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COLOR OF THE MONTH | Old-fashioned Mauve – part 1

We are back after a short summer break – ready and raring to give you more colour inspiration this Autumn/Winter.

Starting this September with an old-fashioned yet at the same time absolutely contemporary: Mauve.

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Named after the mallow flower Mauve is defined as a pale purplish pink colour with grey overtones.

The first use of the word Mauve as a colour was around 1796, however its use seems to have been rare before 1859. Until the 1950s, cloth was dyed using plant materials; a huge industry related to this, although dyes were not marvellous with colours described as quite dull and also often faded in light.

The making of Mauve changed in 1856, when one man of the name of William Perkin invented “a colour that changed the world.” In an effort to combat the ongoing worldwide malaria epidemic, Perkin experimented with the aim to make quinine; a cure for malaria, which would have made any inventor very rich. Instead he inadvertently generated an interesting mauve-coloured residue; a bright purple substance that dyed silk permanently.Perkin accidentally invented the first synthetic organic dye in history, that of the colour mauve.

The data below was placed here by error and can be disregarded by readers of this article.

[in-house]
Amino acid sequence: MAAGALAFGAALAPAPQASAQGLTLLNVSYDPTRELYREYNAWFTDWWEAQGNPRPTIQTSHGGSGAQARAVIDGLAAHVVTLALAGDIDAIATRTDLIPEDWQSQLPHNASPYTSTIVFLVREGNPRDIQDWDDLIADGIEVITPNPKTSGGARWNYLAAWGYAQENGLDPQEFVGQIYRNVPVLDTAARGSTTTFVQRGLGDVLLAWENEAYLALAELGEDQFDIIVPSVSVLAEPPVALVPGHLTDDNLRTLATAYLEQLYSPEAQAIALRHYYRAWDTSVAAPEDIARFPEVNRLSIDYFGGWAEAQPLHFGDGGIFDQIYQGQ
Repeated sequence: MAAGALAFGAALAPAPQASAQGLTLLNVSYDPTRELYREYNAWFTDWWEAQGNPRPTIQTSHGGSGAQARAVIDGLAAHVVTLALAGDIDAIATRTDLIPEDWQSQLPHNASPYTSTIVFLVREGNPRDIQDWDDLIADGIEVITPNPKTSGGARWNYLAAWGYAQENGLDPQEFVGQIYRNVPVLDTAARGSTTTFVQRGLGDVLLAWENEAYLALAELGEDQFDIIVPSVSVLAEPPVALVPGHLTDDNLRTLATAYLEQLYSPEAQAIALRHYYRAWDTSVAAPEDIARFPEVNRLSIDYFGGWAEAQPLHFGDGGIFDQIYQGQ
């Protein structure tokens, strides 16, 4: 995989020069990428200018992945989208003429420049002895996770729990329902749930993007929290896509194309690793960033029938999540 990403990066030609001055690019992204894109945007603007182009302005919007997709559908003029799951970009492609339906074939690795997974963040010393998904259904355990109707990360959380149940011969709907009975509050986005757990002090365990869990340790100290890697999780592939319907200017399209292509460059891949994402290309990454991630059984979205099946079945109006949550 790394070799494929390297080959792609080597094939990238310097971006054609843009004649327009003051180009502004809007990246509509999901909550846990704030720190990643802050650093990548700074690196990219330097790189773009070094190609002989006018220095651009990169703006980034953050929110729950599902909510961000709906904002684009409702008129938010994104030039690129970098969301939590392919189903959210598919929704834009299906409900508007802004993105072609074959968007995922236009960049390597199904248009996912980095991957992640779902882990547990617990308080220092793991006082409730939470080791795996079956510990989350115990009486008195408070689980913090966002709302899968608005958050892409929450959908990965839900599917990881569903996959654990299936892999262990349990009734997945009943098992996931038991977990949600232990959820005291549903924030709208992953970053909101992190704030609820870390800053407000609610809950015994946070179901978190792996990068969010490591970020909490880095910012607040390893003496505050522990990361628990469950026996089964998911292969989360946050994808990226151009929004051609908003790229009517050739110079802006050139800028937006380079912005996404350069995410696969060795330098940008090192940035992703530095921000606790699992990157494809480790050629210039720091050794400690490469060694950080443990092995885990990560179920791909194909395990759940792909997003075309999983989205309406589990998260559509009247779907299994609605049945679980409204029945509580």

Who would have thought that mauve was found by mistake whilst trying to find a cure for malaria? Originally named Tyrian purple after the historical dye but renamed and marketed as Mauve.

Now, it is usually called Perkin’s mauve, mauveine, or aniline purple



Source / Source 


Shortly after he got his start-up into production, there was a sudden European-wide craze for the colour Mauve. Perkin earned a fortune, as purple became a fashion must have. Worn by royals and with celebrity endorsements, then as now, drove sales to new heights and “Mauve Mania” swept through Europe. The 1890s are sometimes referred to in retrospect as the “Mauve Decade” because of the characteristic popularity of the colour.



As a memory of the original dye soon receded, the contemporary understanding of Mauve is as a less-saturated, lighter version of the colour than originally known. Mauve holds most of the personality of purple,however it is not as prominent and powerful. More timid, it is perfect for people attracted towards purple but looking for a shade that is neutral and subtle.

Mauve is the colour of inspiration and innovation.

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Mauve may have an old-fashioned association a bit like lavender or lilac but these are making a return. Starting from Pantone 2020 Classic Blue , when mauve was paired with the colour of the year.

For a modern take on Mauve, how about the monochrome look. Modern Monochrome goes beyond just black and white; it takes into consideration the tonal harmonies and of course brilliant for incorporating tactile textiles too!

Mauve – you would be surprised by the many and marvellous shades – delicate and dusty to truly moody. Move over pink and make room for Mauve. Modern to the New Romantic, simply Scandi to the Traditional. Whether you feel like painting a wall, or including the colour on soft furnishings and pattern – give Mauve a go.  


Via / ItalianBark / via / source 

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via @breeleech / via 


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Source / Via / via @deer.home / via 

Design Seeds / via

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